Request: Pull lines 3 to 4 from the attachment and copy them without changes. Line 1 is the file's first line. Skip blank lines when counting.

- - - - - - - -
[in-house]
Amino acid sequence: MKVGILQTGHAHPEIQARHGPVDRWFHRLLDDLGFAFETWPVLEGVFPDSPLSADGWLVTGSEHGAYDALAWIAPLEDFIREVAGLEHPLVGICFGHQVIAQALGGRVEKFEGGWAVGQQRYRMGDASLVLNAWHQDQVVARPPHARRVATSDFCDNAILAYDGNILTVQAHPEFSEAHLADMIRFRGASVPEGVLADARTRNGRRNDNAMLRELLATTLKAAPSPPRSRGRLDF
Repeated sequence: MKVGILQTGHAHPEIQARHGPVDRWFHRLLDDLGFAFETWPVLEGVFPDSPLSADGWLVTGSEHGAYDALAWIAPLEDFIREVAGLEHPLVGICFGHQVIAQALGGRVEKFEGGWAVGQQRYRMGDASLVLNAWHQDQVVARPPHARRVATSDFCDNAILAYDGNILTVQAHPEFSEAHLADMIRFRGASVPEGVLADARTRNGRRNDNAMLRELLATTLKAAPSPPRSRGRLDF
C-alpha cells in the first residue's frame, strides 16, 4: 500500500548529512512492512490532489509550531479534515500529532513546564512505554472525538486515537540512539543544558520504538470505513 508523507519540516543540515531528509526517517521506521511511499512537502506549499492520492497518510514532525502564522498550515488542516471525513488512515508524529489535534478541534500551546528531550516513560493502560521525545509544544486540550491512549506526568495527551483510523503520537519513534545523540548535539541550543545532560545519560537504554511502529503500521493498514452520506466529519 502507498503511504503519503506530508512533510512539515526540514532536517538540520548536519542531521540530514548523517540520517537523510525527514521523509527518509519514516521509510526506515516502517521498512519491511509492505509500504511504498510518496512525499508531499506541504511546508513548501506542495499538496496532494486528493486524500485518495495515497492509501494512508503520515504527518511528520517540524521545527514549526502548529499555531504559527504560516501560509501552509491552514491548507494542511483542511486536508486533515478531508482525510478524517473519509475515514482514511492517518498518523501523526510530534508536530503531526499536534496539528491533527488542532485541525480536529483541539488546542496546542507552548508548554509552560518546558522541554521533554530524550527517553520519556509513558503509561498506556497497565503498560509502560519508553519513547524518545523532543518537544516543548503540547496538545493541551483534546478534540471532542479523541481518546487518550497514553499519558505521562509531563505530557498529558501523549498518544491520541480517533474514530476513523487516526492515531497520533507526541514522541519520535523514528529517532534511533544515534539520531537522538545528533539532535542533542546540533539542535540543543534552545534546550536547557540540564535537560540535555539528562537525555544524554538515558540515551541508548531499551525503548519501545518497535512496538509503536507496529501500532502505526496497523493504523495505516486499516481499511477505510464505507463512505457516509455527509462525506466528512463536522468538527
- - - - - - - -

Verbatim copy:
Repeated sequence: MKVGILQTGHAHPEIQARHGPVDRWFHRLLDDLGFAFETWPVLEGVFPDSPLSADGWLVTGSEHGAYDALAWIAPLEDFIREVAGLEHPLVGICFGHQVIAQALGGRVEKFEGGWAVGQQRYRMGDASLVLNAWHQDQVVARPPHARRVATSDFCDNAILAYDGNILTVQAHPEFSEAHLADMIRFRGASVPEGVLADARTRNGRRNDNAMLRELLATTLKAAPSPPRSRGRLDF
C-alpha cells in the first residue's frame, strides 16, 4: 500500500548529512512492512490532489509550531479534515500529532513546564512505554472525538486515537540512539543544558520504538470505513 508523507519540516543540515531528509526517517521506521511511499512537502506549499492520492497518510514532525502564522498550515488542516471525513488512515508524529489535534478541534500551546528531550516513560493502560521525545509544544486540550491512549506526568495527551483510523503520537519513534545523540548535539541550543545532560545519560537504554511502529503500521493498514452520506466529519 502507498503511504503519503506530508512533510512539515526540514532536517538540520548536519542531521540530514548523517540520517537523510525527514521523509527518509519514516521509510526506515516502517521498512519491511509492505509500504511504498510518496512525499508531499506541504511546508513548501506542495499538496496532494486528493486524500485518495495515497492509501494512508503520515504527518511528520517540524521545527514549526502548529499555531504559527504560516501560509501552509491552514491548507494542511483542511486536508486533515478531508482525510478524517473519509475515514482514511492517518498518523501523526510530534508536530503531526499536534496539528491533527488542532485541525480536529483541539488546542496546542507552548508548554509552560518546558522541554521533554530524550527517553520519556509513558503509561498506556497497565503498560509502560519508553519513547524518545523532543518537544516543548503540547496538545493541551483534546478534540471532542479523541481518546487518550497514553499519558505521562509531563505530557498529558501523549498518544491520541480517533474514530476513523487516526492515531497520533507526541514522541519520535523514528529517532534511533544515534539520531537522538545528533539532535542533542546540533539542535540543543534552545534546550536547557540540564535537560540535555539528562537525555544524554538515558540515551541508548531499551525503548519501545518497535512496538509503536507496529501500532502505526496497523493504523495505516486499516481499511477505510464505507463512505457516509455527509462525506466528512463536522468538527